I didn’t run a marathon until I was 20. My first marathon was 2.57 but I got down to 2.39 the following year. For several years after that I ran consistently in the 2.33 – 2.37 range. It was only when I upped the mileage that the marathon times started to improve. I ran 4 marathons in twelve months (1998 -1999) in 2.31, 2.27, 2.24 and 2.20.
Your best success came at the Marathon.
Yes. My breakthrough at the marathon distance came with the 2.20 in Tralee in April 1989 as it was the first time that I was competitive in a marathon. I had been 5th in Dublin with the 2.24 but hardly saw another runner in the whole race whereas in Tralee it was like any other race. I was outside 1.12 at half way but kept passing runners all through the second half and at the end only John Griffin was ahead of me and I could see him up the road. He was supposed to run a marathon in Holland that weekend but as the national marathon was being staged in his home town he decided to run there instead.
That got me thinking about winning a national marathon. Later that year I got two internationals. I was 9th in the Great Scottish 25K in 1.19 and 7th in 2.23 in Crete. That was probably my best marathon run. Most of the field of 104 had personal bests well under 2.20 and the course was very hilly. So I was delighted to run that fast and be ahead of so many.
I moved on to win the National Marathon Championships in Clonmel 1993 (2:23), Mallow 1996 (2:25), and Derry in 1997 (2:29).
What do you remember from these championship wins?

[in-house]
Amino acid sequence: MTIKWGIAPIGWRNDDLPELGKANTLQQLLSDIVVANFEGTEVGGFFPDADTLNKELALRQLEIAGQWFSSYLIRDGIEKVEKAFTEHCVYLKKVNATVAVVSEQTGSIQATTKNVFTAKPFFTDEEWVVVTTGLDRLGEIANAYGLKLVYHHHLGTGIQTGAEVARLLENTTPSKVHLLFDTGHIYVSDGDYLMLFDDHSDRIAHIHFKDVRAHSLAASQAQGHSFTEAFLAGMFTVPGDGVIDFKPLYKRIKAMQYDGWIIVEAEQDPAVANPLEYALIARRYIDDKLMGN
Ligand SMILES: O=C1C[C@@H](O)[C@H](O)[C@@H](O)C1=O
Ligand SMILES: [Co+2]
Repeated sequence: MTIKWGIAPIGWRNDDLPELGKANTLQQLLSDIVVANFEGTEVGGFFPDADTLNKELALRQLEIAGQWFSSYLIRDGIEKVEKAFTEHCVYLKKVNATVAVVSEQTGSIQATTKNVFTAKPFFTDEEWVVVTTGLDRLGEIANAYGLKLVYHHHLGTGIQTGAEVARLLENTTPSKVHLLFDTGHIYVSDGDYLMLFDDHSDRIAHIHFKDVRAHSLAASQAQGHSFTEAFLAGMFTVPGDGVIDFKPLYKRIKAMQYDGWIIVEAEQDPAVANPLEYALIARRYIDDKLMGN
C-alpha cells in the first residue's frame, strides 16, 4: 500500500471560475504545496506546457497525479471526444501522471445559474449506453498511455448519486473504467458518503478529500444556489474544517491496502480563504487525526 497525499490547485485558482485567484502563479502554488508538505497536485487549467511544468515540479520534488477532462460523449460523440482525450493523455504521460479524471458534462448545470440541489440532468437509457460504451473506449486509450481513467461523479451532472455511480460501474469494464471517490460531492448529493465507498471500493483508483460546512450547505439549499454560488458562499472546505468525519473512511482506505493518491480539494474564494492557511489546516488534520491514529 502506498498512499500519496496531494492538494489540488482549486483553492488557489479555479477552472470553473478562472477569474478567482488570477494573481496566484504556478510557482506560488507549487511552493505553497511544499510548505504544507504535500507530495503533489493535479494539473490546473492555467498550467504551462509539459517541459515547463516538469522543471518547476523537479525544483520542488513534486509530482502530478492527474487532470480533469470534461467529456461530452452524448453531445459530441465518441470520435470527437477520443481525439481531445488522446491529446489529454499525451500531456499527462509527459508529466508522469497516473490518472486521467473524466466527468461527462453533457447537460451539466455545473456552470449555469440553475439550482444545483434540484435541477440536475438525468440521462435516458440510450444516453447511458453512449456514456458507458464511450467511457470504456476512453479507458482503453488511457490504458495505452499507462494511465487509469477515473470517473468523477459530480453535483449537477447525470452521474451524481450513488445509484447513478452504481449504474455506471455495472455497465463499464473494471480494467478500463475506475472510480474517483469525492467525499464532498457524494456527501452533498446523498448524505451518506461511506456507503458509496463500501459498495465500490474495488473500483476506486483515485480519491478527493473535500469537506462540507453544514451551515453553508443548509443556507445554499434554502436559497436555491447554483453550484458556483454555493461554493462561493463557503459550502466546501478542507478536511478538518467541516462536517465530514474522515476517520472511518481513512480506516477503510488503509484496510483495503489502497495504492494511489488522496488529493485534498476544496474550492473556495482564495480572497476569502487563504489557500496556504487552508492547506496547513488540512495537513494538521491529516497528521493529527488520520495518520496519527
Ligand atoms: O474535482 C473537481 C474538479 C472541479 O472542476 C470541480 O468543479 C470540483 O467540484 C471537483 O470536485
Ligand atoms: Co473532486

Clonmel was the trial for the world championships and had a fairly good field. Luckily for me none of them ran up to expectations and even John Griffin had a clanger. Despite being mis-directed I ended up winning by about 5 minutes.
In Mallow I was about 3 minutes off the pace at 20 miles but ran 15 minutes flat for the three miles from 22 to 25 and only took the lead inside the last mile.
The race in Derry ended up in a sprint finish with Pauric Mc Kinney. That was probably the most enjoyable one as Pauric had won the bronze in the national 5000m the previous year so everyone expected him to outkick me. There wasn’t much in it at the end but there was enough.
What was your typical marathon training program like?
The marathon was always the main target for the year and usually only ran 2 or 3 races during the build up but would normally have averaged 25 – 30 races in the year.
I found I ran best without a coach - and so did the coaches! My typical training program was about 12 weeks of hard distance work running 100-120 miles per week. I used a four week taper down to the goal marathon race running 90, 80, 70 and the week before the marathon doing only 50 miles.
What's your training like now?
I do the main GCH training runs on Monday evenings and Sunday mornings and I average about 75 training miles per week. I still train harder than most GAA superstars! For the past few years I've done a few races but not many. I run because I enjoy it and sometimes that includes racing and sometimes it doesn't.